Sandy Cameli, EdD • Hawaii Department of Education
After a recent 3-day intensive summer institute of professional learning with teacher leaders, a participant summed up the sessions by stating, “This is exactly the type of experience I didn’t know I needed!” And, with that closing comment the group - all seasoned educators with multiple degrees and accomplishments aligned with their names - endorsed the sentiment with a round of applause and enthusiastic head-nodding. This participant’s “aha” sounded profound, and yet it was quite common for any learner exposed to new knowledge or experiences. How do we know what we need, or don’t need, until we’ve been introduced to new learning or opportunities? And, more importantly as leaders, how do we support peers and colleagues who are at various stages of competence when it comes to educating, informing or enlightening the students, staff and stakeholders in our schools?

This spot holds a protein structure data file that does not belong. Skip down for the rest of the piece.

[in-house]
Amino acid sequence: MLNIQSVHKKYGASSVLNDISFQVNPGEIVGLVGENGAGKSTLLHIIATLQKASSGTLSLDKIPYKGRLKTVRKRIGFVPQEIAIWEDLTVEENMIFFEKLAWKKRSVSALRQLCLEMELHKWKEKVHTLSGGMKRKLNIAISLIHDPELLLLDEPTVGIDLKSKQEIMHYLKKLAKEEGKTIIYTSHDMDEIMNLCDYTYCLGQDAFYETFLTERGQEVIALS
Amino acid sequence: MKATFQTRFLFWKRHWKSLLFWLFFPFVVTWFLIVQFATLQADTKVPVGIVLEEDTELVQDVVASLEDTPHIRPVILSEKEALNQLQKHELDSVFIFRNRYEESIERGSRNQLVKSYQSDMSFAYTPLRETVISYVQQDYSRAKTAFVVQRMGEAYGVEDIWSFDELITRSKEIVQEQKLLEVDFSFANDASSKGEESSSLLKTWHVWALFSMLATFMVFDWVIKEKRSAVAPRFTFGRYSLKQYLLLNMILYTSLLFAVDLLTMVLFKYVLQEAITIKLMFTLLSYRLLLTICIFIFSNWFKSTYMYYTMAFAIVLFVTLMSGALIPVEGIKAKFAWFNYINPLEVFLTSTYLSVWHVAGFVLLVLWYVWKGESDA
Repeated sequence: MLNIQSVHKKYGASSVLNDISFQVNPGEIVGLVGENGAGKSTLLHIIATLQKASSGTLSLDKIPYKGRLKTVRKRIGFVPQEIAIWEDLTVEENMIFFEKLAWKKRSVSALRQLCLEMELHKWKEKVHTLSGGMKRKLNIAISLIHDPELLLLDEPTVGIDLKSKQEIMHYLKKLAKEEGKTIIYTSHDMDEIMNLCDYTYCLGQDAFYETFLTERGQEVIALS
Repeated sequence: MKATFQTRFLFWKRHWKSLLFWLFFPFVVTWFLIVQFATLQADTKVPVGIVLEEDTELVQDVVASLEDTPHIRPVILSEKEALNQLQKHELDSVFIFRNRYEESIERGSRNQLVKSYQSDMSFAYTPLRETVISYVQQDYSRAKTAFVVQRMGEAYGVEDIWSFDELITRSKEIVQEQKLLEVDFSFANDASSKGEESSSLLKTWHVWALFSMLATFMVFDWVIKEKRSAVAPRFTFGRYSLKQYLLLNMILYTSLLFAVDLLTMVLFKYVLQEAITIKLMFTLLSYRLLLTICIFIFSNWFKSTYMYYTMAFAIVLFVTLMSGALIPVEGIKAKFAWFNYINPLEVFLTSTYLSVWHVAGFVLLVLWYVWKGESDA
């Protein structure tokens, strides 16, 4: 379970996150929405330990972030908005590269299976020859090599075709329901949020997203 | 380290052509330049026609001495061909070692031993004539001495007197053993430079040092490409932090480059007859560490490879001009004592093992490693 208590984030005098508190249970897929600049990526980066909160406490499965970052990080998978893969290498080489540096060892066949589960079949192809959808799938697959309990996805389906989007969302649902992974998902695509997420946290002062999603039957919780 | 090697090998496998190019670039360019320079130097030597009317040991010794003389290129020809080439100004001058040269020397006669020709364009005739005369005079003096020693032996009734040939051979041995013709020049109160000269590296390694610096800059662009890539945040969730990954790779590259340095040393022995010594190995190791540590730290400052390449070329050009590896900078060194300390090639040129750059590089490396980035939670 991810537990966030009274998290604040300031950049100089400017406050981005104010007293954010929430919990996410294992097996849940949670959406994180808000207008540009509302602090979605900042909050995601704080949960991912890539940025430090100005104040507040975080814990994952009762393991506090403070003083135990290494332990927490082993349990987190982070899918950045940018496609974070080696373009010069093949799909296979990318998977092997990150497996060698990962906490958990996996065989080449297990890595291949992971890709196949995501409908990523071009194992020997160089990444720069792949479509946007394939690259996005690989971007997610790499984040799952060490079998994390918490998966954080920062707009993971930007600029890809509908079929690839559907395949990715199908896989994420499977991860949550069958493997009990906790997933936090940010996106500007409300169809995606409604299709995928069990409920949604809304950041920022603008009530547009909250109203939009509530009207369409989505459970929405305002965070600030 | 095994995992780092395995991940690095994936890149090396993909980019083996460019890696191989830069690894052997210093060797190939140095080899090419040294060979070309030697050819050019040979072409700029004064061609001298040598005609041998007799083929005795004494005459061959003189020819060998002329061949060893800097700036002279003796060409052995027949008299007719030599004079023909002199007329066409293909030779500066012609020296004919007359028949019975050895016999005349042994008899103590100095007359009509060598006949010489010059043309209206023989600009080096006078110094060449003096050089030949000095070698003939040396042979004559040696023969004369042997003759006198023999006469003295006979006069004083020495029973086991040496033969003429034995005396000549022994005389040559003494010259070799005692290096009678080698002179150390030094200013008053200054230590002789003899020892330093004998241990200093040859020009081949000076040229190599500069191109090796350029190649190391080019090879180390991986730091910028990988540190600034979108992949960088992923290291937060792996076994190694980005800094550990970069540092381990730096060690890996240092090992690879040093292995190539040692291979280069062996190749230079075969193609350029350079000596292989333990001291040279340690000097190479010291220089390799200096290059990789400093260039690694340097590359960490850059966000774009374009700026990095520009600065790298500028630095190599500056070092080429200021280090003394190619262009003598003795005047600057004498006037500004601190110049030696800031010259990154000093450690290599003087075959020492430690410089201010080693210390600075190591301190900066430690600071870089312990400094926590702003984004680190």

In the 1970s, business trainer Noel Burch created a model of learner development entitled “Four Stages of Learning Any New Skill”, which became the linear 4-step model for better understanding Conscious Competence. In subsequent years, and inspired by Maslow’s Hierarchy (1943), researchers, social-scientists, educators and professional trainers have helped redefine frameworks for conscious competence to reflect a more cyclical or spiraled model of learning - one which theorizes acquisition of new information or skills is ongoing and contributes to future understanding as an individual is exposed to multiple experiences.